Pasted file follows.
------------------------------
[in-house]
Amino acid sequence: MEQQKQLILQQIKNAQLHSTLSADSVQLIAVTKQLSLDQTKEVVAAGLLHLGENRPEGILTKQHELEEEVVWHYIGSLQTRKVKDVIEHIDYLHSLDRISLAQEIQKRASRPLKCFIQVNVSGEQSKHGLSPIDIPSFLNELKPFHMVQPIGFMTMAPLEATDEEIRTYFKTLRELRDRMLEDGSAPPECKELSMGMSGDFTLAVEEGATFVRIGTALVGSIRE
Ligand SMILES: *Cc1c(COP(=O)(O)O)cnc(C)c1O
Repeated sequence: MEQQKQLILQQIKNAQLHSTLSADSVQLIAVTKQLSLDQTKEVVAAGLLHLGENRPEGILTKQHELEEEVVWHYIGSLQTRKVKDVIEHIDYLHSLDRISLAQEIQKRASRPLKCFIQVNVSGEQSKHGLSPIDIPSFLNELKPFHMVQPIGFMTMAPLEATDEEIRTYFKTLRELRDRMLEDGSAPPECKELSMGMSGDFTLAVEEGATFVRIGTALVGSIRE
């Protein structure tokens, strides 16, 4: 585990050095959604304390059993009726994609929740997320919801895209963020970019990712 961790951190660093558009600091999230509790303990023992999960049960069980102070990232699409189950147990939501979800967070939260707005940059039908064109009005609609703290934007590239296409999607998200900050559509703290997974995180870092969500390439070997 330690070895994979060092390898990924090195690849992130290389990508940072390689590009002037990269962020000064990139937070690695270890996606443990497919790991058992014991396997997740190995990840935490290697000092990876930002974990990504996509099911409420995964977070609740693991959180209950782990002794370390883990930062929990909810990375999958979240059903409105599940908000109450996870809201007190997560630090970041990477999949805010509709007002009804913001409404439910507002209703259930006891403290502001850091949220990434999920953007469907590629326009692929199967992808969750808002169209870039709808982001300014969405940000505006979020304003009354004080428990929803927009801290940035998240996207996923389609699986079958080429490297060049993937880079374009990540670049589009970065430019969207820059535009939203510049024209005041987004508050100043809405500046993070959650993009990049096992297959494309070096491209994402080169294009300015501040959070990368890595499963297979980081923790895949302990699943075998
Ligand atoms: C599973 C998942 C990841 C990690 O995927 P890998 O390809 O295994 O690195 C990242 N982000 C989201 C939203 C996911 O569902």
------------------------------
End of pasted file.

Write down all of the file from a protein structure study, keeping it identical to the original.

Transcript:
[in-house]
Amino acid sequence: MEQQKQLILQQIKNAQLHSTLSADSVQLIAVTKQLSLDQTKEVVAAGLLHLGENRPEGILTKQHELEEEVVWHYIGSLQTRKVKDVIEHIDYLHSLDRISLAQEIQKRASRPLKCFIQVNVSGEQSKHGLSPIDIPSFLNELKPFHMVQPIGFMTMAPLEATDEEIRTYFKTLRELRDRMLEDGSAPPECKELSMGMSGDFTLAVEEGATFVRIGTALVGSIRE
Ligand SMILES: *Cc1c(COP(=O)(O)O)cnc(C)c1O
Repeated sequence: MEQQKQLILQQIKNAQLHSTLSADSVQLIAVTKQLSLDQTKEVVAAGLLHLGENRPEGILTKQHELEEEVVWHYIGSLQTRKVKDVIEHIDYLHSLDRISLAQEIQKRASRPLKCFIQVNVSGEQSKHGLSPIDIPSFLNELKPFHMVQPIGFMTMAPLEATDEEIRTYFKTLRELRDRMLEDGSAPPECKELSMGMSGDFTLAVEEGATFVRIGTALVGSIRE
């Protein structure tokens, strides 16, 4: 585990050095959604304390059993009726994609929740997320919801895209963020970019990712 961790951190660093558009600091999230509790303990023992999960049960069980102070990232699409189950147990939501979800967070939260707005940059039908064109009005609609703290934007590239296409999607998200900050559509703290997974995180870092969500390439070997 330690070895994979060092390898990924090195690849992130290389990508940072390689590009002037990269962020000064990139937070690695270890996606443990497919790991058992014991396997997740190995990840935490290697000092990876930002974990990504996509099911409420995964977070609740693991959180209950782990002794370390883990930062929990909810990375999958979240059903409105599940908000109450996870809201007190997560630090970041990477999949805010509709007002009804913001409404439910507002209703259930006891403290502001850091949220990434999920953007469907590629326009692929199967992808969750808002169209870039709808982001300014969405940000505006979020304003009354004080428990929803927009801290940035998240996207996923389609699986079958080429490297060049993937880079374009990540670049589009970065430019969207820059535009939203510049024209005041987004508050100043809405500046993070959650993009990049096992297959494309070096491209994402080169294009300015501040959070990368890595499963297979980081923790895949302990699943075998
Ligand atoms: C599973 C998942 C990841 C990690 O995927 P890998 O390809 O295994 O690195 C990242 N982000 C989201 C939203 C996911 O569902």